This past week, those in the northern hemisphere paused to observe the arrival of the autumnal equinox on Tuesday, September 22. It is hard to fathom that “normal life,” as we like to call it, went into suspension around six months ago due to a novel coronavirus. What began around the vernal equinox on March 19, continues to deeply effect every aspect of our lives. For those who work in the performing arts, as well as those those who support them and their work, the last six months have been devastating. It was also this past week that scientists declared the arrival of a new normal may not come until November 2021.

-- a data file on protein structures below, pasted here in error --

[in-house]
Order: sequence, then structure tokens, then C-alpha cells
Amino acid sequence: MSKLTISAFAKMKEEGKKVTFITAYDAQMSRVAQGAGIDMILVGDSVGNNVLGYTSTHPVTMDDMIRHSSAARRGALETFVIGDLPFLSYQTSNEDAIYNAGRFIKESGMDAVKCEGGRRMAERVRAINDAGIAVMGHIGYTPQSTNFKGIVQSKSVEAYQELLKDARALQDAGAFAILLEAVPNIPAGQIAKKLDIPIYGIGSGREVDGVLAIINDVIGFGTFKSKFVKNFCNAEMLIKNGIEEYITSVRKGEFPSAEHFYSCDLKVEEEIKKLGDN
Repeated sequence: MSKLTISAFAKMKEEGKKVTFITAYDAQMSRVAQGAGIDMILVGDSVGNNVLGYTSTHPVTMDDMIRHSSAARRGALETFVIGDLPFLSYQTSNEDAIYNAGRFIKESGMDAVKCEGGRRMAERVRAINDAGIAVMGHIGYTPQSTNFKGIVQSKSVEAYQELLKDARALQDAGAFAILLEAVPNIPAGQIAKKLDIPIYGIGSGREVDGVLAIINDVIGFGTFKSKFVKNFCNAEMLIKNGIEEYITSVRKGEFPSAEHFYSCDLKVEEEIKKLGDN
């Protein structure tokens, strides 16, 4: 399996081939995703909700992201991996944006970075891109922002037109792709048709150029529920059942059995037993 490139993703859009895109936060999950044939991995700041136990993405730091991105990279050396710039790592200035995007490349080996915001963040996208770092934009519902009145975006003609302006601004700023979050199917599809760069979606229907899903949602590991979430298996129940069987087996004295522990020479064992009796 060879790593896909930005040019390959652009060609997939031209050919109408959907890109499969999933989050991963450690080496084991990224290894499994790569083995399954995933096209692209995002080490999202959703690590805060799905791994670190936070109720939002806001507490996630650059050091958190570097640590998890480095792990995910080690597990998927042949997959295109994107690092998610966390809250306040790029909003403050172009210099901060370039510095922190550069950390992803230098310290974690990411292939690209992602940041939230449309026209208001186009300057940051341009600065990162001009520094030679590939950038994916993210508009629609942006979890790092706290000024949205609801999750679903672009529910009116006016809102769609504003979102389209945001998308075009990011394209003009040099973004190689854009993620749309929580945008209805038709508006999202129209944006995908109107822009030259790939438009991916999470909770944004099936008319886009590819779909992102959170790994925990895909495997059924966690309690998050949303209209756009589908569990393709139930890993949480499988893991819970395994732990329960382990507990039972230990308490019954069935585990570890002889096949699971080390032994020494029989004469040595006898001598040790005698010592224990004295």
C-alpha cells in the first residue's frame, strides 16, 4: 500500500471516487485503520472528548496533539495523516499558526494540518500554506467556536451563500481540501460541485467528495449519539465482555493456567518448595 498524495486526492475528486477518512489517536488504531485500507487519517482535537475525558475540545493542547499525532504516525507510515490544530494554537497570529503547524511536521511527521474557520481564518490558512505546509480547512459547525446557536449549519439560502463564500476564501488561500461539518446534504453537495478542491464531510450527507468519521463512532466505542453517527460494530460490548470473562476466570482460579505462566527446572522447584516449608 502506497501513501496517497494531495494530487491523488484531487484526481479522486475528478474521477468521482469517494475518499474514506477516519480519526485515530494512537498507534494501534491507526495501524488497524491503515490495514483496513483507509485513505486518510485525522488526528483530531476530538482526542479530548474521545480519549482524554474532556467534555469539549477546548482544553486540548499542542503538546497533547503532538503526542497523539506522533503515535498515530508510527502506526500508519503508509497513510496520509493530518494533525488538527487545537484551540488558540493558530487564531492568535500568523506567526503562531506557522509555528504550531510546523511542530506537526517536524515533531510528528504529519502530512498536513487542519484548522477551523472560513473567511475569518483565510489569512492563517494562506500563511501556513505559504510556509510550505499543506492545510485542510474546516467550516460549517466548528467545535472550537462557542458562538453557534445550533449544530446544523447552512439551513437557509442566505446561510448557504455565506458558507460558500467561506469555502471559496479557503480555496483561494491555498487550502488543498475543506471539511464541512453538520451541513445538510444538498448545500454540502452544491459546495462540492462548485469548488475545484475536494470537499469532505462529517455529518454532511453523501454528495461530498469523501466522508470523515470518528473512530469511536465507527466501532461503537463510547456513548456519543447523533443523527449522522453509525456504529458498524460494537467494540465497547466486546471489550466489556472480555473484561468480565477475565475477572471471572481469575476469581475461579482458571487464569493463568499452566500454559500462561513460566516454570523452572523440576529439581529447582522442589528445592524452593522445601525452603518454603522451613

As numbing as that information is, we must not become paralyzed. We must keep making art. The impulse to do so is strong. We must listen to it even when our creative outlets are temporarily shuttered. They will return. Think of the next few months as that season of time you’ve wished for so that you could embark on a self-improvement project—perhaps one related to your voice. If so, please contact me.
Lastly, per John Osebold1 below, making art is important beyond practicing to improve your craft. it is incumbent upon all of us to make art ”just because you’re alive and you’re contributing to the masterpiece of humanity.”
1 John Osebold is a Seattle-based musician, theatre director, writer, actor, composer, and sound designer.